Brain Orientation Difficulties
One of the most daunting tasks for many students is the process of learning neuroanatomy, the anatomy of the nervous system. Understanding how to visualize the brain and orient oneself within it when provided with an image of a single part or region is complicated by the brain’s structural and functional complexity.
The brain is characterized by many components of various shapes and sizes clustered together in close proximity, it’s easy to get lost and confused. In particular, students tend to struggle with three major problems in understanding the structure of the brain and the relationship between its components: the first has to do with the uneven growth of structures during neurodevelopment; the second with defining the neuraxes, which indicate direction in the central nervous system, and how these differ from the axes of similar names that describe direction within the body; and the third with the curved shape of some of the brain’s inner structures and how these can appear in images.
Development of the Brain
Understanding how the brain develops can help clarify certain confusions regarding neuroanatomy. The brain develops in a series of steps with different structures growing at different rates: this results in them being layered within and/or underneath others. Understanding how and where this unequal growth and layering takes place can help to clarify, and enhance one’s memory of, how structures are oriented in relation to one another.
Development of the nervous system begins with the formation of a structure called the neural tube, which develops from a section of endoderm called the neural plate during the third week of gestation. By the fourth week, the rostral end of the neural tube is only one cell thick, but those cells soon begin to proliferate and differentiate, expanding the rostral end of the tube into three primary brain vesicles: the prosencephalon, mesencephalon, and rhombencephalon. These are the primordial forebrain, midbrain, and hindbrain respectively.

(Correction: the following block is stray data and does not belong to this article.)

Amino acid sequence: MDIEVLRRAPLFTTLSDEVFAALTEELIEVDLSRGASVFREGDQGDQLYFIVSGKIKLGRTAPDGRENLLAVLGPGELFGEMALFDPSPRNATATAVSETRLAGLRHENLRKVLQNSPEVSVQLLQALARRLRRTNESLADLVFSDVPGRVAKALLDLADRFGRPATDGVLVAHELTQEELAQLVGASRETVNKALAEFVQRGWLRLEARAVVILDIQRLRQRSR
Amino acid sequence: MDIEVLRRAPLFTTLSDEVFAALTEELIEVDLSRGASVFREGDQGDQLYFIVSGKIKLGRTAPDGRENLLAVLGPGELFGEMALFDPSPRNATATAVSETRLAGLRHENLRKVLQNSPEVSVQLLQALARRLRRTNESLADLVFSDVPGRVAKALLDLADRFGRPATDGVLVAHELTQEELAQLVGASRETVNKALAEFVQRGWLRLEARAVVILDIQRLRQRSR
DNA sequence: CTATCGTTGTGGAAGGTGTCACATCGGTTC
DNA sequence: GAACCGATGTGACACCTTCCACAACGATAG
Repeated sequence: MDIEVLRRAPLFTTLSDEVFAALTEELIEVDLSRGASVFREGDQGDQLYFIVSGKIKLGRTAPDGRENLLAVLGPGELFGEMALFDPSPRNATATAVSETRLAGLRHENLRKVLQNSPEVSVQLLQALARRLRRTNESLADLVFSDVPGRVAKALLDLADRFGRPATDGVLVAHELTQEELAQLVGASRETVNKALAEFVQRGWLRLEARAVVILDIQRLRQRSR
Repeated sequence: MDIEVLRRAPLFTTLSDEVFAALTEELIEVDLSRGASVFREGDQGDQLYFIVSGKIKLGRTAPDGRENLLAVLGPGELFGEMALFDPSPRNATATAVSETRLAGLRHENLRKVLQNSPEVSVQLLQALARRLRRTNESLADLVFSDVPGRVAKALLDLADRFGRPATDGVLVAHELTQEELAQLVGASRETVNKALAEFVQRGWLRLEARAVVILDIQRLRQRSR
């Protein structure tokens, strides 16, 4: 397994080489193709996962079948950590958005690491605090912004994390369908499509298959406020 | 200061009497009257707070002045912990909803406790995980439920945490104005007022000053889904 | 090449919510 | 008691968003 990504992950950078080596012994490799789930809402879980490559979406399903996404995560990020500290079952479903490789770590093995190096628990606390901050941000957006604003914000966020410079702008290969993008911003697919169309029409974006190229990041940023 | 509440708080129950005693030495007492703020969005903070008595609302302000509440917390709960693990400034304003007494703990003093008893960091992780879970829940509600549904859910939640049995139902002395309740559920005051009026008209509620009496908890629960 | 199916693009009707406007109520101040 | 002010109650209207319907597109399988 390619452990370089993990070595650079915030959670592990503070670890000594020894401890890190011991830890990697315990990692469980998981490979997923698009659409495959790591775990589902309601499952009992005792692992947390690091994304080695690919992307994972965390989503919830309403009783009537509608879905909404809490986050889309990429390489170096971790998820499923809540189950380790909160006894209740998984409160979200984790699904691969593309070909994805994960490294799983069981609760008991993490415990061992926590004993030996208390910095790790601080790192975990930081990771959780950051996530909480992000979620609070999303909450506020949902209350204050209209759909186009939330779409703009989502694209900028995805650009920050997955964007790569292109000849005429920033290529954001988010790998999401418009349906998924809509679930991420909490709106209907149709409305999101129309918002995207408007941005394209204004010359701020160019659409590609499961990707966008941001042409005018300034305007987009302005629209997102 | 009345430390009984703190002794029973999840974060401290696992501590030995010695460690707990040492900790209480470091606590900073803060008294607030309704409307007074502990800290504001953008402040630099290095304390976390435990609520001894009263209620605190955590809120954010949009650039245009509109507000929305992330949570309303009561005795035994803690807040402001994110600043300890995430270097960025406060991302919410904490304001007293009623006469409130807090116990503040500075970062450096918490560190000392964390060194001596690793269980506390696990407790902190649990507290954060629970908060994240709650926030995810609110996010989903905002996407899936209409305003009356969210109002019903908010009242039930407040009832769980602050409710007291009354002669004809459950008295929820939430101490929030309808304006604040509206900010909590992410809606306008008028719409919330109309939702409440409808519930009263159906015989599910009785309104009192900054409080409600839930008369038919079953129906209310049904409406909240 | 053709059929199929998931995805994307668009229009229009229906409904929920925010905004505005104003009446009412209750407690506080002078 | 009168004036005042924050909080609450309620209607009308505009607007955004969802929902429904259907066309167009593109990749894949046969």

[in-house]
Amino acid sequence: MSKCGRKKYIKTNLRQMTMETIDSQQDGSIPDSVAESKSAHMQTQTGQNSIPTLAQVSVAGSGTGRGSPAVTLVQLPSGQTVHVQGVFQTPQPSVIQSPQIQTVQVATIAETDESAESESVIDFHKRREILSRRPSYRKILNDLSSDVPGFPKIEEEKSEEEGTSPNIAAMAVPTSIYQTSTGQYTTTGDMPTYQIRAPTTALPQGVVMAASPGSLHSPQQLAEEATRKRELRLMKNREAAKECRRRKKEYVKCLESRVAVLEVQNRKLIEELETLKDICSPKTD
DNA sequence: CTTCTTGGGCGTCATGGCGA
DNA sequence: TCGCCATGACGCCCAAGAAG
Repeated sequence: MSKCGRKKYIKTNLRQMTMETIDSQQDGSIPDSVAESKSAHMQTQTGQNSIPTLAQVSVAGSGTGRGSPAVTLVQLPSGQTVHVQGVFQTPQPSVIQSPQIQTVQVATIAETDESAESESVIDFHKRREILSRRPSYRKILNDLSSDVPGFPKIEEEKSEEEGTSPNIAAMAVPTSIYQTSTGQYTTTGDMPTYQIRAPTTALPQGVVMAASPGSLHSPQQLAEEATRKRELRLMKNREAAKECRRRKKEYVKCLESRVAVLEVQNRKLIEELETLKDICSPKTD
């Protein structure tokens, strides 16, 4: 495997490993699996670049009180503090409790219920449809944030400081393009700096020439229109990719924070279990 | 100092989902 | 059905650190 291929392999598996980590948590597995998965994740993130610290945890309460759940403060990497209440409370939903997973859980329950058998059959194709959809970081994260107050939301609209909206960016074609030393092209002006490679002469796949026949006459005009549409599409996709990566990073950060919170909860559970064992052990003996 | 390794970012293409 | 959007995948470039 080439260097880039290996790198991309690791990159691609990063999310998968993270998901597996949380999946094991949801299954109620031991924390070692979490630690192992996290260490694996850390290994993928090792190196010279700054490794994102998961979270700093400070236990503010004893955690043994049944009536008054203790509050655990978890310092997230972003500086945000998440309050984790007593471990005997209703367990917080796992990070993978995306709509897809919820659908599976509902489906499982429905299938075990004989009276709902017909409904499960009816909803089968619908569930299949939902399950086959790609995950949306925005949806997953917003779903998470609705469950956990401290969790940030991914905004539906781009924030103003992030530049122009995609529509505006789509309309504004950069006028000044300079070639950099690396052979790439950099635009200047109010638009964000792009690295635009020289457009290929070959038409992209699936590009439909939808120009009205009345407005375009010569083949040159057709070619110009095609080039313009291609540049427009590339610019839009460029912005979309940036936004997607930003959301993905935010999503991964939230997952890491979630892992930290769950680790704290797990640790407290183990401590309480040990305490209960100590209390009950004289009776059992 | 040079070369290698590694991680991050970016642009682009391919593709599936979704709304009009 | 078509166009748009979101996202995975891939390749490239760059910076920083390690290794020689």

In the fifth gestational week, these three vesicles become five as the prosencephalon divides into the telencephalon (the cerebral hemispheres) and diencephalon (the thalamus, hypothalamus, and associated structures), and the rhombencephalon divides into the metencephalon (the pons) and myelencephalon (the medulla oblongata).
In the sixth week, the corpus striatum starts to form at the base of each cerebral hemisphere, and by the fourth month of development, these hemispheres have grown significantly, folding over and burying beneath them the diencephalon, mesencephalon, metencephalon, and myelencephalon. The cerebral hemispheres continue to grow until they meet in the midline, at which point they flatten along the medial surface. The cortices also end up covering the external surface of the corpus striatum, which grows at a much slower rate. This results in a region of buried cortex in the developed brain known as the insular lobe, and it can be found at the base of a lateral sulcus, or infolding, called the Sylvian fissure.
Anatomical Position and the Neuraxes
For many, describing the brain, its orientation to the body, or the orientation of structures within it requires learning a whole new language. The terminology used to describe anatomical positioning is not nearly as simple and straightforward as the colloquial language used in the everyday orientation of ourselves to our surroundings, like “forward” and “backward” or “above” and “below.” The terms used to describe orientation within our own bodies refer to specific bodily regions. If an organ or body part is rostral to a second organ or body part, it means it is closer to the nose than the second body part. If an organ or body part is caudal to a second organ or body part, it means it is closer to the tail (or tailbone, in the vast majority of humans) than the second body part. If an organ or body part is ventral to another part, it means that first part is closer to the stomach; and if it is dorsal to another part, that first part is closer to the back. The orientation of organs and body parts are typically described using two major axes:
- the rostral/caudal axis
- the ventral/dorsal axis
Although these terms seem straightforward enough, their application can be surprisingly confusing, especially in humans. This is because, rather than having a simple linear association, the cerebral hemispheres form an angle with the spinal cord in human anatomical (standing) position: this angle formed between the brain and the spinal cord results in the neuraxes (the axes used to describe positioning within the brain) differing from the body axes.